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By Madeline Keenan, NSWCDD Corporate Communications
“Our mission is to improve the efficiency of developing software and delivering capabilities to the fleet. One way we are doing this is through the development of a Common Software Development Environment (CSDE) across Naval Surface Warfare Center Dahlgren Division (NSWCDD),” Software Modernization Lead Leroy Mrozowski said.
Mrozowski is part of the Strategic and Computing Systems Department at NSWCDD and leads the CSDE effort.
For over 70 years, NSWCDD has developed a multitude of complex combat systems for the fleet, such as the Submarine-Launched Ballistic Missile and the Maritime Strike Tomahawk, to further enhance capability and push the boundaries of innovation and development, yet also provide reliable systems that will respond accordingly in critical circumstances.
As software becomes more elaborate, it takes longer to develop and deliver to the fleet. One way in which NSWCDD is making strides towards minimizing software obstacles is the development of CSDE. It functions as a Development, Security and Operations platform, more commonly known as DevSecOps.
CSDE provides an environment for flexibility. Its standard set of tools and resources are available across multiple departments and projects simultaneously. The tools can be used for a wide variety of different projects and tasks allowing technical departments to collaborate more efficiently. Not only does CSDE host past data, but it can also be used as a repository to launch future capabilities, projects and initiatives.
“Many of the projects utilize their own specific tools or even have their own software development environments in place. When those exist, it creates inefficiencies,” Mrozowski said. “It may be cumbersome for an employee to consistently have to relearn different tools as they move to various software programs throughout their career because we are using different tools. With CSDE, we offer a common tool suite for all software developers along with a Community of Practice to share knowledge and evaluate new tools to potentially add to the environment. If they have the same set of tools, then you are going to have greater efficiencies across the board.”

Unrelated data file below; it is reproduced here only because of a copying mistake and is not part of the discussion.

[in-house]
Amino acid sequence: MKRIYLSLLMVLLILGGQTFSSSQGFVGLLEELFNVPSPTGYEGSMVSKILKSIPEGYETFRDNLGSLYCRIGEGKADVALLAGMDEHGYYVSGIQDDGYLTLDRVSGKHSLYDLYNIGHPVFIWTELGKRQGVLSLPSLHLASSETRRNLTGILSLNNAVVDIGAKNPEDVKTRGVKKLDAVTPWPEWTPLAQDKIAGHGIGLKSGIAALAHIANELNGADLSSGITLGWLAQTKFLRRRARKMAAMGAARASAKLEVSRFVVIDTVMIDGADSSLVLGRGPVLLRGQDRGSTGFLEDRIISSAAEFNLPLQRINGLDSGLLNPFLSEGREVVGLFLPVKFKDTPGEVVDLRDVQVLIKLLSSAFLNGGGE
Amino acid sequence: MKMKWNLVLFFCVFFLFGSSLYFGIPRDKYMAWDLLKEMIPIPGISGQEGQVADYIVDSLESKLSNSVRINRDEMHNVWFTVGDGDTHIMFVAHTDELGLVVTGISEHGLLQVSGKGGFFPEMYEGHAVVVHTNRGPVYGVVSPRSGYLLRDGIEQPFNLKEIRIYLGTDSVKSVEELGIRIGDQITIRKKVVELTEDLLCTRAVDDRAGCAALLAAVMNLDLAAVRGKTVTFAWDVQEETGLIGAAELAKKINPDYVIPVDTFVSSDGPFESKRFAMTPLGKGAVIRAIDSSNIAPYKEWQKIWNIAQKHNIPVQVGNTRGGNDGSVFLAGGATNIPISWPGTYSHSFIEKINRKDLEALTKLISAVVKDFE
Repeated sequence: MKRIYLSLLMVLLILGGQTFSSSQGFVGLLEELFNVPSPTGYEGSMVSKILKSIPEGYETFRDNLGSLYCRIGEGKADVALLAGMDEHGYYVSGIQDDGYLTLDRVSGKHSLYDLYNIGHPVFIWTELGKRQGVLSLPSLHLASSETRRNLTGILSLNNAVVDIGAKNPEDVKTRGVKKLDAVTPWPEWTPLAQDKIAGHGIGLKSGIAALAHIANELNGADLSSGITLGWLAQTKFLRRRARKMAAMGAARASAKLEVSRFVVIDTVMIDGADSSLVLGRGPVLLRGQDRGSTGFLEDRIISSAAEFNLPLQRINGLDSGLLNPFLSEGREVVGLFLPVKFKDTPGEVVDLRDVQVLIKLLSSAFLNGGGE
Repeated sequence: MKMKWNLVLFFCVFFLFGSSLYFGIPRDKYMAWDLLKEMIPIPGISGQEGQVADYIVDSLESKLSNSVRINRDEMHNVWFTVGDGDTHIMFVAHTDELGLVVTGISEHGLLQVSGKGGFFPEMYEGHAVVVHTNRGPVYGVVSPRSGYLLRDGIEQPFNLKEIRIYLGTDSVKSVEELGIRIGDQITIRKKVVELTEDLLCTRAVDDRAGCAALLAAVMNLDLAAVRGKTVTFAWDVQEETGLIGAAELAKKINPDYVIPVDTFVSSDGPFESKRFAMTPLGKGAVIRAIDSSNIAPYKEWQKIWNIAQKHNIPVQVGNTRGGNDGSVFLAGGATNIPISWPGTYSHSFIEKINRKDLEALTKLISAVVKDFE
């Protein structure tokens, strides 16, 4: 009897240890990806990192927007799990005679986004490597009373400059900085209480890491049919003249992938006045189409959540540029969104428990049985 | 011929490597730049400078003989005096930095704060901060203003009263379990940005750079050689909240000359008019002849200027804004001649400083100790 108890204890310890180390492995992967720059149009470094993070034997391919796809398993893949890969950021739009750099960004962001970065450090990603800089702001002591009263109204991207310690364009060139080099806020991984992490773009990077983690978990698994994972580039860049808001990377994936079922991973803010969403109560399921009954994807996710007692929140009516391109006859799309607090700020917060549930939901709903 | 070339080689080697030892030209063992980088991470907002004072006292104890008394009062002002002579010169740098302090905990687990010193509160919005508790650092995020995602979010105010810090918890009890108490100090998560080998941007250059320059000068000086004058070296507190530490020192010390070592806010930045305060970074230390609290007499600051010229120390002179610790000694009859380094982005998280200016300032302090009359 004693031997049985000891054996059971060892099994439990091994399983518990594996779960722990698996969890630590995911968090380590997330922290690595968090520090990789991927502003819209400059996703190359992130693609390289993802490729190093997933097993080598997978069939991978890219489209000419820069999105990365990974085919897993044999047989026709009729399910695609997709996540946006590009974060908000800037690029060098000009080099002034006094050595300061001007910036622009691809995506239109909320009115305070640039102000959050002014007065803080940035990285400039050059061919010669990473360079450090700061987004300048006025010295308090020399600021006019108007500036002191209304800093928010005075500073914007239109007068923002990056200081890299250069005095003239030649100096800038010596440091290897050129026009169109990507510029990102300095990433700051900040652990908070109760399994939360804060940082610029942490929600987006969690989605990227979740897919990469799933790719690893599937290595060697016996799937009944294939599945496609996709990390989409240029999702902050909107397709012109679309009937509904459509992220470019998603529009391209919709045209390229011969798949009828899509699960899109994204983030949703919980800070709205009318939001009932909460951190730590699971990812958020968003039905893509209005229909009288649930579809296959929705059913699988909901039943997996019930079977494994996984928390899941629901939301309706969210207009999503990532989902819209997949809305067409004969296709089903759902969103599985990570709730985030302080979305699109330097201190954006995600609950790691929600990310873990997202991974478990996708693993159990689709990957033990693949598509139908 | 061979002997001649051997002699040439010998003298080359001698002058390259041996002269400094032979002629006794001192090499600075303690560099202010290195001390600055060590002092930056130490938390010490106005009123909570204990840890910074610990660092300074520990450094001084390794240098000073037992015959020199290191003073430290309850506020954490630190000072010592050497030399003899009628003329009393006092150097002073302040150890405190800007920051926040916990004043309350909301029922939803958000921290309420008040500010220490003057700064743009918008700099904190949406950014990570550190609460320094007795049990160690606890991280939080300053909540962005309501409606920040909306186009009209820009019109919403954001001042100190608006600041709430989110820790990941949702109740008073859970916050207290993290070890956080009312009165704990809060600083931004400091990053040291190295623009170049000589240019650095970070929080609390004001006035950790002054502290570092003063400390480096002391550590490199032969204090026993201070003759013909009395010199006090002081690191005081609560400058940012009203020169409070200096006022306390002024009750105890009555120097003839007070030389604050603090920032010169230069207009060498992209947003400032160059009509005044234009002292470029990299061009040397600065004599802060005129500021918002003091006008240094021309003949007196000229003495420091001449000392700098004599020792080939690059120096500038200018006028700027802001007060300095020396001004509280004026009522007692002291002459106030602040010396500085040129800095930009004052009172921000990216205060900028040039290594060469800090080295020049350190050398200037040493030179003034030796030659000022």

Improving the efficiencies of the systems benefits not just NSWCDD, but also the Navy. “Having that common resource to retrieve data is huge,” Mrozowski added. “One issue we are navigating is the delicate balance between common repositories and the need to share knowledge in a research and development environment.”
Technology is always evolving, and software must continue to do the same to execute successful missions. With a standard set of tools, not only is it cost efficient, but software can be developed at a rapid pace to send capabilities to the fleet faster than ever. However, with the ever-changing environment, complex systems naturally take longer to reach the fleet. With CSDE, the time it takes to develop critical assets can be shortened significantly.
It is vital that the software environment is efficient across all facets as the environment is the interface between the developer and software factories. With CSDE, the ability to move capabilities to different software factories creates a faster chain of events for critical assets to be developed efficiently and deployed to the fleet.
One example that demonstrates the value of CSDE is the collaboration with the Integrated Combat Systems Department and their Gridlock and Track Correlation Microservices effort. The goal of this initiative was to update the legacy Shipboard Gridlock System with Auto Correlation system by redesigning and developing it in a more modern programming language. The CSDE team was able to quickly onboard the team and having a core set of concepts and tools that CSDE provides streamlined the redevelopment process and aligned functions at a rapid pace.
The NSWCDD team has since transitioned the capability to the Program Executive Office Integrated Warfare Systems Forge Software Factory which facilitates the maturity of the capability. The Forge develops capabilities using cloud resources to deploy new software into the fleet.
Not only does having tools and concepts that are in sync between CSDE and the Forge provide a simpler avenue of development from concept to deployment, but it also highlights a critical perspective of how early software development transitions to the Navy Software Factory ecosystem.
“With all of the software development that is done at NSWCDD, you can see the bigger picture and the difference we are making that directly impacts the fleet,” Mrozowski said.